Have you ever wondered if you’re tanning too much? Ever felt like you should cut down on tanning? Ever felt annoyed when other people criticize you for tanning? Ever felt guilty about tanning? Ever felt like you needed to tan first thing in the morning? If you answered yes to any of those questions you may have a sun addiction.
Addiction is a word with a lot of negative connotations, but studies have found that the strong desire to tan that some people feel can be likened to an addiction. The CAGE questionnaire was originally developed to screen for alcohol addiction, but it can be applied to all substance abuse disorders.
Sun Addiction and UV Light Substance Related Disorder
Sun addiction, or as we medical professionals call it UV Light Substance Related Disorder, is a newly described condition that may be more common than you think. It causes both a psychological and physical dependence. Sun exposure creates endorphins (endogenous opioids) in the skin, which may reinforce the desire to tan. Frequent tanners can exhibit withdrawal symptoms when they try to reduce or quit tanning. They can also develop tolerance to UV light where they need more and more to feel the same pleasurable effects.
Why People Like To Tan
I get it. Being outside in the sun feels good. It’s fun and all your friends are doing it too. Tanning is relaxing. You sit outside and soak in the rays for a little while. You come home tired and happy. However, for some people it’s never enough time spent in the sun. Even though frequent tanners are more aware of the negative effects of sun exposure (hello skin cancers and melanoma) they continue to seek out the sun. They ignore the negative consequences associated with tanning much like an addict of any substance ignores all the negative aspects of using their substance of choice. They find it difficult to stop tanning when they try to quit.
Indoor Tanning and Body Dysmorphic Disorder
Indoor tanning has been linked to body dysmorphic disorder in cases where the sufferer is overwhelmingly preoccupied with having tan skin or not appearing too pale. One study found that 25% of participants used indoor tanning due to their body dysmorphic disorder.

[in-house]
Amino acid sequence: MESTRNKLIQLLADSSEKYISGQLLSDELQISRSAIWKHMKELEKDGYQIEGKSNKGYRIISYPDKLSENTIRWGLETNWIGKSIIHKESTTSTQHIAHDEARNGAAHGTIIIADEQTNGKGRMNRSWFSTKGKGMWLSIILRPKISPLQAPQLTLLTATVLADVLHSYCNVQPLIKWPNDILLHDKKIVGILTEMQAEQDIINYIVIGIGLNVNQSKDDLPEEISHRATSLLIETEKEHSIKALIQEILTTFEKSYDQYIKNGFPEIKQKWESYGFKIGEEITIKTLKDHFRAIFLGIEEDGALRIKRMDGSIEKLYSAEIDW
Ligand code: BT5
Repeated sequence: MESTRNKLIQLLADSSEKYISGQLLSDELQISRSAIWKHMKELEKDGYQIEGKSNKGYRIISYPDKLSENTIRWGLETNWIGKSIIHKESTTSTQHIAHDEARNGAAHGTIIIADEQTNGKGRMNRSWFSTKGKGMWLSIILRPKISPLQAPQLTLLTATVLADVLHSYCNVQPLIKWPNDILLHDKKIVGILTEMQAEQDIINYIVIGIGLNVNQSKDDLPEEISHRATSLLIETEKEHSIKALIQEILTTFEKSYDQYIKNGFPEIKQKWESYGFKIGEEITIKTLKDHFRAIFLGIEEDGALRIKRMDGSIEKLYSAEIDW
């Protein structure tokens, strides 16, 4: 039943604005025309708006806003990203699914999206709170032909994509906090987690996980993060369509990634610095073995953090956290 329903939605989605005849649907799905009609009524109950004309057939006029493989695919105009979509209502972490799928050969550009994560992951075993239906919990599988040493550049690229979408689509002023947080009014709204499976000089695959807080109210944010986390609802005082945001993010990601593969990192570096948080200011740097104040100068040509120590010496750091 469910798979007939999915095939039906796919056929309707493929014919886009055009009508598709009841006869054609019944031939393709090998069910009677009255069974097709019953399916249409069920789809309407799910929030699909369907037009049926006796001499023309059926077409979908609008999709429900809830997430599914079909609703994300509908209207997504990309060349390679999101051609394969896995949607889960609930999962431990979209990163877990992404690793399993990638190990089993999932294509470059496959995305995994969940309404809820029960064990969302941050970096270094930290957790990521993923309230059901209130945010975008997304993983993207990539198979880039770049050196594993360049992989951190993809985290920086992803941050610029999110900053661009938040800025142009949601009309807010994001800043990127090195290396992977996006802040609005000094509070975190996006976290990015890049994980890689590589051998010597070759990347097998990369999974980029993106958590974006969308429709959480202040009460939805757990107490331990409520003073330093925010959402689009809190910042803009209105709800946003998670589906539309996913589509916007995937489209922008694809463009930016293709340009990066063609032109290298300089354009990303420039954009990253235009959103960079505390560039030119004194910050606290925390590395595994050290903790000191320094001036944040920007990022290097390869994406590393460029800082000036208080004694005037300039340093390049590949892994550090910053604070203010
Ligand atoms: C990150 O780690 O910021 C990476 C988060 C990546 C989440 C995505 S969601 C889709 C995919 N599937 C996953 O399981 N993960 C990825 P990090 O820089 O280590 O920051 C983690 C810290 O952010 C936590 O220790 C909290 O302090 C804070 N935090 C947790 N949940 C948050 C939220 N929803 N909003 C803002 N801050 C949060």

Research on UV Light Dependence
To prove that a preference for UV light does exist, even if we’re not consciously aware of it, one study subjected participants to either light that contained UV or light that didn’t. The frequent tanners in the study exhibited an overwhelming preference for the UV light containing beds (95% of frequent tanners).
Like other addictive behaviors, a predisposition for tanning dependence may come from down at the genetic level. A study of 292 people found that frequent tanners were more likely to have a different expression of the patched domain containing 2 gene. More research is definitely needed on the subject, but all the preliminary results show that UV light can cause dependence.
How can we prevent sun addiction?
Many states restrict indoor tanning for those under the age of 18. High risk behaviors that are common among adolescents, such as smoking, drinking, eating disorders, and drug use, are associated with tanning. It has been found that the earlier a person starts engaging in those high risk behaviors the harder it is for them to quit. By supporting restrictions on indoor tanning, you can help people who would have otherwise been exposed to indoor tanning earlier on. Early education programs for children are also key. Sun addiction is not a well-known phenomenon, and it’s up to people like you and me to get the word out.
Have you ever felt like you might be struggling with sun addiction? How did you try to stop or cut back? Leave your story in the comments below!
- Nolan, Bridgit V., et al. “Tanning as an addictive behavior: a literature review.”Photodermatology, photoimmunology & photomedicine 25.1 (2009): 12-19.
- Skin Cancer Foundation. Tanning Addiction. http://www.skincancer.org/prevention/tanning/tanning-addiction